By Eric T. Baker

The premise is simple. The player chooses one of 16 civilizations and tries to lead it from the dawn of time to the space age. Players can set what sort of world they want to play on and how many computer-controlled civilizations they want to compete against. Not simply a war game, players control their civilizations’ cultural and industrial development as well their militaries. The game is turn-based and completely addictive. At 10:00 pm a player will find himself thinking “OK, one more turn and then I’ll have X, and I can shut it down. Huh. That’s interesting. OK. One more turn.” The next time the player looks at the clock, it will be midnight.

Sometimes seeing “III” on a box label is a sign to stay away, but in this case it simply means that the game has learned its lessons and built upon the strengths of the two games that came before it. For instance, CivIII automatically saves the player’s last five turns, so that even if the game crashes (a rarity, particularly once the patch is installed), very little is lost. There are fewer civilizations to choose from than in CivII, but the ones that were kept are better balanced and have much better artwork.

There are six different ways to win CivIII, from the direct method of wiping out of the other civs, to the very difficult method being the first to launch a spaceship. The most intriguing is the culture win. By building wonders, universities, museums, and performance halls, a civilization can expand its borders without ever firing a shot in anger. Culture can be so overwhelming that cities will actually revolt from their founding civilizations and join the one whose culture has extended over them.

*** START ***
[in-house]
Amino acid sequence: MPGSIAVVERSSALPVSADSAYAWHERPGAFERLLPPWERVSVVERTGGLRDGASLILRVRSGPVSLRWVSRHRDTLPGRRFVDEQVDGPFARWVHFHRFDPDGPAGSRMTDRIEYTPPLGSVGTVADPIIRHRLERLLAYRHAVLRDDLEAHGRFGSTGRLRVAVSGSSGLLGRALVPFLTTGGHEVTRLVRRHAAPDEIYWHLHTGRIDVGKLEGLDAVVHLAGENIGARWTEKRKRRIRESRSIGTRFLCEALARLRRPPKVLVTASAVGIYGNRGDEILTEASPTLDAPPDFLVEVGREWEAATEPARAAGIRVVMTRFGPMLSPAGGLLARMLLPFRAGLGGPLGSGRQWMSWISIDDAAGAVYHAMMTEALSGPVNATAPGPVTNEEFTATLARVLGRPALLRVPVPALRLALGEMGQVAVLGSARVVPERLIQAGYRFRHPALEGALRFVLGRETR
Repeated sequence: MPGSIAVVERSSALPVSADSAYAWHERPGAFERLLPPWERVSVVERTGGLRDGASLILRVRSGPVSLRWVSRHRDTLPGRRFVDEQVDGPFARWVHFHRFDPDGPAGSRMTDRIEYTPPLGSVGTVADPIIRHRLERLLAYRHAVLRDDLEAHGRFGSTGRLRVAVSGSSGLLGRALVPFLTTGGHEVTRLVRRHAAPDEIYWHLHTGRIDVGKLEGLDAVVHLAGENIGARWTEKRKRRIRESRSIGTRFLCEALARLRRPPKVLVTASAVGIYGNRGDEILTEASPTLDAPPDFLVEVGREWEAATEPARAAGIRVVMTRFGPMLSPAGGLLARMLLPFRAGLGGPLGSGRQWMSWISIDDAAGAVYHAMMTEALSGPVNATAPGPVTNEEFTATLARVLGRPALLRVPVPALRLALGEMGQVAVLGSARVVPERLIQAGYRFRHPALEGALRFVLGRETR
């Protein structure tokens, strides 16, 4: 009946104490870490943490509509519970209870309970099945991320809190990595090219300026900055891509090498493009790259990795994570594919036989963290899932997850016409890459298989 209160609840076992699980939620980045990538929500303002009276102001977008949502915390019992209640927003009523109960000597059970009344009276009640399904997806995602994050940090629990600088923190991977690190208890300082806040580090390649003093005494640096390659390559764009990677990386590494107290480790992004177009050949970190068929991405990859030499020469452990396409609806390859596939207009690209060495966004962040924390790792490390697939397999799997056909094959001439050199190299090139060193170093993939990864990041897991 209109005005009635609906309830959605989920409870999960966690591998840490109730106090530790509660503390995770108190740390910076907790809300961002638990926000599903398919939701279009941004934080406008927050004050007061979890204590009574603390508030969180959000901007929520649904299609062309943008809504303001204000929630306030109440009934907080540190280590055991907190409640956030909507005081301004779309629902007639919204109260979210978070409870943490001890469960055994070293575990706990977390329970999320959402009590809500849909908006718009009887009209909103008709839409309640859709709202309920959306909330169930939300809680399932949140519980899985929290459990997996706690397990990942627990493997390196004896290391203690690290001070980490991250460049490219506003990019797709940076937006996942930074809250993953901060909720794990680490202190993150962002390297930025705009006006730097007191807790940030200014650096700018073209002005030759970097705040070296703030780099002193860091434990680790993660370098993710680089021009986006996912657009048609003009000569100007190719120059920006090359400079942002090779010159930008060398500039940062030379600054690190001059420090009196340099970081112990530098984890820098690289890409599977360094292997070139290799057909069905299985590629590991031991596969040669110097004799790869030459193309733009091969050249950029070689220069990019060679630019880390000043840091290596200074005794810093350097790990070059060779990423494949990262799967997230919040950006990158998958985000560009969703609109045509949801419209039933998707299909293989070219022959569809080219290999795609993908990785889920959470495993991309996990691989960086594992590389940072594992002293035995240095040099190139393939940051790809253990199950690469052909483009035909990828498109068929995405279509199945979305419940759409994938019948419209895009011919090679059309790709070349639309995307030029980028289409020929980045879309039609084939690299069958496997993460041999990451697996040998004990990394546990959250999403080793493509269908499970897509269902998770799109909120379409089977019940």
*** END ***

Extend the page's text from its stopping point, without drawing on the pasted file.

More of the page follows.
The interface is very simple considering the large number of factors and units the player controls, and most elements of the game can be automated if the player wants to focus on certain things and delegate the rest. Players negotiate constantly with the other civilizations, making trades and alliances. In fact, because of the way resources are distributed, the later stages of the game are very hard to win unless players bargain and trade with their rivals.

It is a rare game that so pulls players in that they will find themselves playing far longer than they intended, and then dreaming about the game even when they aren’t playing. Civilization III is such a game. Don’t buy it until you will have lots time to play it.

Panzer Elite Special Edition by Wings from JoWooD Productions is a World War II tank warfare simulation. Scenarios place the action at the scenes of the greatest battles during the war: North Africa, Sicily, Italy, and Normandy. Players take the role of a tank troop commander in either the U.S. or German forces and make all the strategic and tactical decisions that come with fighting tanks.

The game has both stand-alone scenarios and comprehensive campaigns. Between the two, there are 80 scenarios based on real battles from 1942 to 1944 in Europe and North Africa. These battles are fought with 23 different tank types, including the German Tiger and the American Sherman, on detailed 3-D landscapes with trees, buildings, and rivers. In single-player battles, the computer controls not only the tanks, but also infantry, artillery, and antitank guns. The game can also be played over the internet or a LAN.

For the special edition, Wings has added new campaigns in Russia and Britain, plus winter and night battles. There are over a hundred additional tanks and vehicles, objects, and a scenario editor so that players can personalize their battles and machines.

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